If your deployment is not managed by Cloud Manager, you will need to manually change the version of MongoDB. The MongoDB Manual provides upgrade tutorials with each release. For example, see Upgrade MongoDB to 3.2 for upgrading to MongoDB 3.2 from an earlier version.

For managed deployments:

  1. Click Deployment, then the Processes tab.
  2. Click the Topology view.
  3. On the line listing the cluster, replica set, or process, click the Modify button.
  4. In the Version field, select the version. Then click Apply.
  5. Click Review & Deploy.
  6. Click Confirm & Deploy.

For more information and precautions, see Change the Version of MongoDB.

Replica set has an even number of votes

An even number of voting members in a replica set can lead to election issues in the event of a primary node failure. You should consider adding an additional voting node to your replica sets to ensure an odd number of votes.

You can add an arbiter to your replica set to allow an uneven number of members without the overhead of a member that replicates data.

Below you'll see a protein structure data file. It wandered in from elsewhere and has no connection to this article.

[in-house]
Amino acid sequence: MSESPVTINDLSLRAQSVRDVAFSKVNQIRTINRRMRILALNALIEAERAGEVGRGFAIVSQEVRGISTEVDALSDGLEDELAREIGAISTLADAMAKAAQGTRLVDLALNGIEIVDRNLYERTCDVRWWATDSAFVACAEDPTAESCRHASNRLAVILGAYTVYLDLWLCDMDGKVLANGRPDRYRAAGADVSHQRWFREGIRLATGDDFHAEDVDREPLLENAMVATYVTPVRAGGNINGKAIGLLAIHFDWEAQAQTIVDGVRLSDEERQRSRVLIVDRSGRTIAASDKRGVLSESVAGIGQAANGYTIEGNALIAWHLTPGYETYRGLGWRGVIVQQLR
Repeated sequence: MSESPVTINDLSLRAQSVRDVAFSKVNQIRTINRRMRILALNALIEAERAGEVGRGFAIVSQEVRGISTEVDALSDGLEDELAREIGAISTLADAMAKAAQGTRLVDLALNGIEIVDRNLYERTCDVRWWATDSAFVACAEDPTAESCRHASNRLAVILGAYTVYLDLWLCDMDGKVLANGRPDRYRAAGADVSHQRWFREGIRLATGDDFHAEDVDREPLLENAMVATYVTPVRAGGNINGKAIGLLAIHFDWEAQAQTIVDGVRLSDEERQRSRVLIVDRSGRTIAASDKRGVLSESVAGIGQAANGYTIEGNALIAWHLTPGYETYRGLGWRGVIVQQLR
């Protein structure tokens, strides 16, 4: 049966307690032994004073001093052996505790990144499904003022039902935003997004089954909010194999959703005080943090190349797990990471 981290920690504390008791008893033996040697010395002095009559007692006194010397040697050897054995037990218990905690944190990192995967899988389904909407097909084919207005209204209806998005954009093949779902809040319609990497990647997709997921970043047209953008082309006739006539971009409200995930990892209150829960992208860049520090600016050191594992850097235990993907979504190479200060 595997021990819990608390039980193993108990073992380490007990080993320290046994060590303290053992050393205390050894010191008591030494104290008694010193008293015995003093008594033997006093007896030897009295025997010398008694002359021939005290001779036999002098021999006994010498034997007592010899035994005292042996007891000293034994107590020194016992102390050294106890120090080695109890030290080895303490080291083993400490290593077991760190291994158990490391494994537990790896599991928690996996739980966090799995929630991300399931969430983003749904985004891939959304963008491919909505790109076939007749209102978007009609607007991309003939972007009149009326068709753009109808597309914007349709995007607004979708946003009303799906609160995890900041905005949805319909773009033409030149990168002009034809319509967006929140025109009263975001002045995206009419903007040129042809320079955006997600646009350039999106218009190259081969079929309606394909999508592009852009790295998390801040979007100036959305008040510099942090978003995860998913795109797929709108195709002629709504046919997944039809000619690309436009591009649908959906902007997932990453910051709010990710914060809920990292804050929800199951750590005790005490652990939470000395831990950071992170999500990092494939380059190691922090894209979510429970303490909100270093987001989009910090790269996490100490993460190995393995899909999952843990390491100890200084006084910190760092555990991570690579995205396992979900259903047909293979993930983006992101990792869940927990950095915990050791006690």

If your deployment is not managed by Cloud Manager, follow the MongoDB Manual’s instructions to manually add an arbiter to your replica set.

For managed deployments:

  1. Click Deployment, then the Processes tab.
  2. Click the Topology view.
  3. On the line listing the replica set, click the Modify button.
  4. Add and configure the new member: Under Member Options, click Add and select Arbiter.
  5. Click Apply.
  6. Click Review & Deploy. Cloud Manager displays your proposed changes.
  7. Click Confirm & Deploy.

Replica set has less than three data-bearing nodes

We recommend that your replica set includes at least three data-bearing nodes to ensure high availability. For factors that affect high availability, see the MongoDB Manual’s pages on high availability, elections, and failover.

If your deployment is not managed by Cloud Manager, follow the MongoDB Manual’s instructions to manually add a node to your replica set.

For managed deployments:

  1. Click Deployment, then the Processes tab.
  2. Click the Topology view.
  3. On the line listing the replica set, click the Modify button.
  4. Add and configure the new member: Add the member by increasing the number of members in the MongoDs Per Replica Set field.
  5. Click Apply.
  6. Click Review & Deploy. Cloud Manager displays your proposed changes.
  7. Click Confirm & Deploy.

Replica set has mixed version nodes

Because of potential incompatibilities, it is recommended you upgrade outdated versions of MongoDB instances to the most recent in your cluster.

If your deployment is not managed by Cloud Manager, you will need to manually change the version of MongoDB. The MongoDB Manual provides upgrade tutorials with each release. For example, see Upgrade MongoDB to 3.2 for upgrading to MongoDB 3.2 from an earlier version.

For managed deployments:

  1. Click Deployment, then the Processes tab.